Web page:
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When it comes to our kitchens, storage and organization are becoming essential ingredients.

Indeed, some 85 percent of new-home buyers surveyed say a walk-in pantry is desirable or essential and 60 percent said special use storage areas are priorities, according to the 2003 National Association of Home Builders Consumer Preference Survey.

And storage and organization are key goals for kitchen remodelers and those simply wanting to make a few simple and cost-efficient changes.

"You don't have to be an organized person to have an organized kitchen," said Kate Schwartz, editor of kitchens.com, a consumer website. "The right cabinet interiors, space planning, and kitchen accessories can do most of the work for you."

Lowe's, meanwhile, says the first step involves taking everything out of your cabinets and sorting into groups according to where the items are used.

"While you are sorting, ask yourself, 'Have I used this in the past two years?' Lowe's advises website visitors. "If you have not, then move it out of your way. You do not have to toss it in the trash. Give it to someone, store it in a less accessible area or in a different room."

Schwartz offers the following suggestions:

  • If you're getting new cabinetry, see if you can increase the size. Standard dimensions are becoming less and less, so see if your designer or cabinetmaker can add 6 inches of storage to your base cabinets by making them 30 inches instead of the standard 24 inches deep. Or see about making upper cabinets a foot taller and adding 3 or 4 inches to the standard 12- or 13-inch depth.
  • Don't forget about aesthetics. To avoid turning your kitchen into an overwhelming collection of floor-to-ceiling cabinetry, add contrast. Screened or frosted cabinet doors can hide clutter while breaking up the monotony of the wood. Mix it up with some open shelving.
  • Get that extra storage space by adding 4-inch-to-10-inch wide slide-in shelves that look like posts when they're pushed in.
  • Think about open shelving. It's easy to put the plates away, and you can add some instant color and personality to the kitchen. And, because upper cabinet open shelving tends to be more recessed than low-hanging boxes, you'll end up with more open workspace.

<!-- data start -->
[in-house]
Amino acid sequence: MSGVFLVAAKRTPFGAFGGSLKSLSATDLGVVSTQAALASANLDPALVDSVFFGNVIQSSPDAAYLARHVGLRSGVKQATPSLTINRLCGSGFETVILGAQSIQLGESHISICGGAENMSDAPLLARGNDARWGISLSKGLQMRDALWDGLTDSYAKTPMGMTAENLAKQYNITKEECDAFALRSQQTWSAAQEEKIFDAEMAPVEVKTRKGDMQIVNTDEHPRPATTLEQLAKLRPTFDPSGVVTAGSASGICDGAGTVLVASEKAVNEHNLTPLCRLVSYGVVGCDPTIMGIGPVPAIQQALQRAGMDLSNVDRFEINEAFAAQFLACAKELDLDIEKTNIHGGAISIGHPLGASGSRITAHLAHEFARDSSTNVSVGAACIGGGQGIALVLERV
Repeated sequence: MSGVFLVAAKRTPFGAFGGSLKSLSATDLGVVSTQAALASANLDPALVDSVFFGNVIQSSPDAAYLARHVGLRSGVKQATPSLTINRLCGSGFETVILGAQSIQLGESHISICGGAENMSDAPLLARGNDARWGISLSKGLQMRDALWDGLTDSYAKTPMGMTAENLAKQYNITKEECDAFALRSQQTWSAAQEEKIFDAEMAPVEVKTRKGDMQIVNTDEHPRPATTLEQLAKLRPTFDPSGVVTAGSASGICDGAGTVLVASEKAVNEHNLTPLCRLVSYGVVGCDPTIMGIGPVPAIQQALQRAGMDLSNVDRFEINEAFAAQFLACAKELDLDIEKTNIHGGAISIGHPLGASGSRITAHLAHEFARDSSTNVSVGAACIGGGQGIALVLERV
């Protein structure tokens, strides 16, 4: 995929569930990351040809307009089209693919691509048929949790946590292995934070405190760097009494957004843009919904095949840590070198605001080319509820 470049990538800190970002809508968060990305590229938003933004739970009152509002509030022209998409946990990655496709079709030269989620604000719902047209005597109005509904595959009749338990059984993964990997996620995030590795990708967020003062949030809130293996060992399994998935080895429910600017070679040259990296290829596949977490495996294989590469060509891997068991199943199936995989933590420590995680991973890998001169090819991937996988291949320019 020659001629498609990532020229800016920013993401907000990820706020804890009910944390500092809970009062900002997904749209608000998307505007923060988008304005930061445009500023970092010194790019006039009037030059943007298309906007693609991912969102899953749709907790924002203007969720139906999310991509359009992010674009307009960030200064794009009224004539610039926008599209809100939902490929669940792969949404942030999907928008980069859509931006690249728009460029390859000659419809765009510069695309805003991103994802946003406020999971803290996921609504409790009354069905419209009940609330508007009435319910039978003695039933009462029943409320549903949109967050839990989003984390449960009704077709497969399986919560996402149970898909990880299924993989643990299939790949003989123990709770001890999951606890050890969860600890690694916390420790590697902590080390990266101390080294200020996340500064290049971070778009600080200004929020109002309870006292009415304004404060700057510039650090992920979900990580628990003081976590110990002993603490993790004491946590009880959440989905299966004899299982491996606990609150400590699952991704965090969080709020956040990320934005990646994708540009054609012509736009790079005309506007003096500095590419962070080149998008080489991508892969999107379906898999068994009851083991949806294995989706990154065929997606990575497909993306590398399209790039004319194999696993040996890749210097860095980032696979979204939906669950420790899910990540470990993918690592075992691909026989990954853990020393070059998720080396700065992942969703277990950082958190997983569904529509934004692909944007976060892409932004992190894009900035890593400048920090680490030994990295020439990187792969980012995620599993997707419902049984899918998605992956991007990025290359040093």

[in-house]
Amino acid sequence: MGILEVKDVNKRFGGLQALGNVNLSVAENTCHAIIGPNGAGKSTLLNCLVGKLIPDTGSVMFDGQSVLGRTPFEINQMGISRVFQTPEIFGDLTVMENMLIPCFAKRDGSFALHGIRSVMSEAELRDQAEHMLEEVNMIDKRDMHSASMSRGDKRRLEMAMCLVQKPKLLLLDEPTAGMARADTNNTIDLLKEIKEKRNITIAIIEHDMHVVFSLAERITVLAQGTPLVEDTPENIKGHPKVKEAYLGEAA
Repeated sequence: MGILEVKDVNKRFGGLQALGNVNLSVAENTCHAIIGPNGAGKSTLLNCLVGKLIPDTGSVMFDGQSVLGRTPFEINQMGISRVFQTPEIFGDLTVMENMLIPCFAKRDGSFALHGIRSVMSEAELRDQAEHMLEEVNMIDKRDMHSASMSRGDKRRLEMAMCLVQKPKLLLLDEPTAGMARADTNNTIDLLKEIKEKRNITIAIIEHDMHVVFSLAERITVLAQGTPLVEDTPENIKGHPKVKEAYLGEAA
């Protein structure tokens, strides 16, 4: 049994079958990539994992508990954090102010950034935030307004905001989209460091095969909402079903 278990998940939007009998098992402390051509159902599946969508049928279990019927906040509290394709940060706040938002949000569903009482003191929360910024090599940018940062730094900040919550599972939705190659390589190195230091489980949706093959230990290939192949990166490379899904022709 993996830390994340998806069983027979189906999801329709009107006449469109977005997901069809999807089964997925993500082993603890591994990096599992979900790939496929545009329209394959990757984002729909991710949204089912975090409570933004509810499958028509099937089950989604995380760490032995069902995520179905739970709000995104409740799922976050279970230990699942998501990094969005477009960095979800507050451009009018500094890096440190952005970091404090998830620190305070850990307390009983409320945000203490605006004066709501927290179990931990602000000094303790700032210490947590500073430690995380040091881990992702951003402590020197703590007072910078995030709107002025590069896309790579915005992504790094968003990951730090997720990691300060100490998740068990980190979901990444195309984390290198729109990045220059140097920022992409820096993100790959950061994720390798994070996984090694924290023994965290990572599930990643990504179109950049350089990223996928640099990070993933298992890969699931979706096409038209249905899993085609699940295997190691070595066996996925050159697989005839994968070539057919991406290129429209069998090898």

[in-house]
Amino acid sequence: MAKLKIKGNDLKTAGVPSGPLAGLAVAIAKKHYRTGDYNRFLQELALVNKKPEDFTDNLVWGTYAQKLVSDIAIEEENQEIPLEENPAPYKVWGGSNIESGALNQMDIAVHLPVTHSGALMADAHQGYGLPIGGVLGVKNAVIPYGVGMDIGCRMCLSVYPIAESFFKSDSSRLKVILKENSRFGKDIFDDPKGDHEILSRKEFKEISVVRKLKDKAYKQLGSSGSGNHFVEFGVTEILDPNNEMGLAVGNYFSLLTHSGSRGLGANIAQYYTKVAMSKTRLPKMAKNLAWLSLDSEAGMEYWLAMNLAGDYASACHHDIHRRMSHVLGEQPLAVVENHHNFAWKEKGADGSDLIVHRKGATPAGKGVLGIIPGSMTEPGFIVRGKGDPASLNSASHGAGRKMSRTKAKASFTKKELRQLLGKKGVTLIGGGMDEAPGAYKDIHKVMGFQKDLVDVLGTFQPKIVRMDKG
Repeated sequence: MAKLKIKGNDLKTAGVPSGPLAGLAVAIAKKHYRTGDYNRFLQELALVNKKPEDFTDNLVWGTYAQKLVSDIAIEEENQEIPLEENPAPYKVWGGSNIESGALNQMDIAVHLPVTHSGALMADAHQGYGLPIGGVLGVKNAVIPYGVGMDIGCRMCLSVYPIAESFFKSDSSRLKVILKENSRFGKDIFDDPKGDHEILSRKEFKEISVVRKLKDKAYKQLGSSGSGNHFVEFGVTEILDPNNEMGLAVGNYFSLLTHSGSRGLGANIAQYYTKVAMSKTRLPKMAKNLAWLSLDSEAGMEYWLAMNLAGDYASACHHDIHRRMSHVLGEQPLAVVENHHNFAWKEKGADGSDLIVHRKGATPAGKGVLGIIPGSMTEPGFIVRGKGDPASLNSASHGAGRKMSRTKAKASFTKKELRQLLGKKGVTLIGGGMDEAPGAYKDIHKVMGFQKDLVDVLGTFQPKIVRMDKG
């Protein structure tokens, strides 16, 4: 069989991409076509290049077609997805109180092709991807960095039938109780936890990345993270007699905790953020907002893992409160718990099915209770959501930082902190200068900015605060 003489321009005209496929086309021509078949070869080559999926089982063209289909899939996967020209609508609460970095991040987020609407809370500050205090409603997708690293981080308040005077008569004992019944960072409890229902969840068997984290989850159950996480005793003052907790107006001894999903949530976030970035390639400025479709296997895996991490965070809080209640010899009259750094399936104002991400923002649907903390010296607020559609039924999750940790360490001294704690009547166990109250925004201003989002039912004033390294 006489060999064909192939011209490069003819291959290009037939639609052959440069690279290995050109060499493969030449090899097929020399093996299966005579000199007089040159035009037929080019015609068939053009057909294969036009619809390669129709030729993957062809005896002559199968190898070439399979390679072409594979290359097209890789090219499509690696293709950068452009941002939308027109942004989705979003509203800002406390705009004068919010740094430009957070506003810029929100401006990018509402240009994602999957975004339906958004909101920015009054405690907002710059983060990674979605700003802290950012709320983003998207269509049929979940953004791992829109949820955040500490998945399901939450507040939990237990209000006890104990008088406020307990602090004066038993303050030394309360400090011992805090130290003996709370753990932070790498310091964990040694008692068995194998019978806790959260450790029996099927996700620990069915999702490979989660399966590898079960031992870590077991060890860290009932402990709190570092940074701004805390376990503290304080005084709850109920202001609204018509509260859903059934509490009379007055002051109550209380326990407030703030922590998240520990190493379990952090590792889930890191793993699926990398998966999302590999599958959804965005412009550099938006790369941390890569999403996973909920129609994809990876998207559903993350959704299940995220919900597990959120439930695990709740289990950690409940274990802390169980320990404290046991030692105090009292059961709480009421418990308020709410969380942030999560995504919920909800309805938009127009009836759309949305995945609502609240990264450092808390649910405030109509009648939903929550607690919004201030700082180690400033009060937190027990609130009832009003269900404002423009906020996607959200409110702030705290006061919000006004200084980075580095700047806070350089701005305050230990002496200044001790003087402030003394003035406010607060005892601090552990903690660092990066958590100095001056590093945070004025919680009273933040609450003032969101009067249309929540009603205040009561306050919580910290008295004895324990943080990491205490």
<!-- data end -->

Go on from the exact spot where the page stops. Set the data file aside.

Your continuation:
• Think about appliances that now come as drawer units -- including refrigerators, wine chillers, and dishwashers.
  • Place your cooktop on your island to free up wall space formerly taken up by the ventilation unit.
  • Alphabetize your spices for easy retrieval.

In addition, Lowe's recommends building a pot rack to clear away a good chunk of storage space.

"Organizer racks can be added to cabinets to store cookie trays and lids," Lowe's says. "Store pot lids by adding shallow bins to the back of the cabinet doors." And when it comes to organizing cabinet storage, Lowe's suggests under-the-sink organizers for cleaners and chemicals, lazy susans for access to corner spaces, step shelving in cabinets to organize canned goods, dishes and small appliances, and wire baskets on slides to make your deep cabinets more accessible.

Meanwhile, Sarah Susanka, an architect and author of several books, including Not So Big Solutions for Your Home (The Taunton Press, 2002), says the kitchen shouldn't fall victim to messy piles of mail and paperwork.

"The average household receives far more mail today than was typical even a decade ago, but we haven't accommodated this onslaught with a designated area in the house," Susanka says.

She recommends designing a mail-sorting place. This, she says, can be a kitchen island or peninsula. But to be a mail-sorting place -- as opposed to a dumping ground -- she says there must be places to put the sorted mail readily at hand.

A lower counter can have mail slots, or if there isn't enough space, a mail-slot area should be a few steps away.

"If you can get family members to comply, another system is to locate a desk space in a convenient spot adjacent to the kitchen where it can serve both as a mail-sorting place and as an organization center," Susanka says.

No matter what type of system you develop, Susanka says you should include a good-size trash can and recycling bin.

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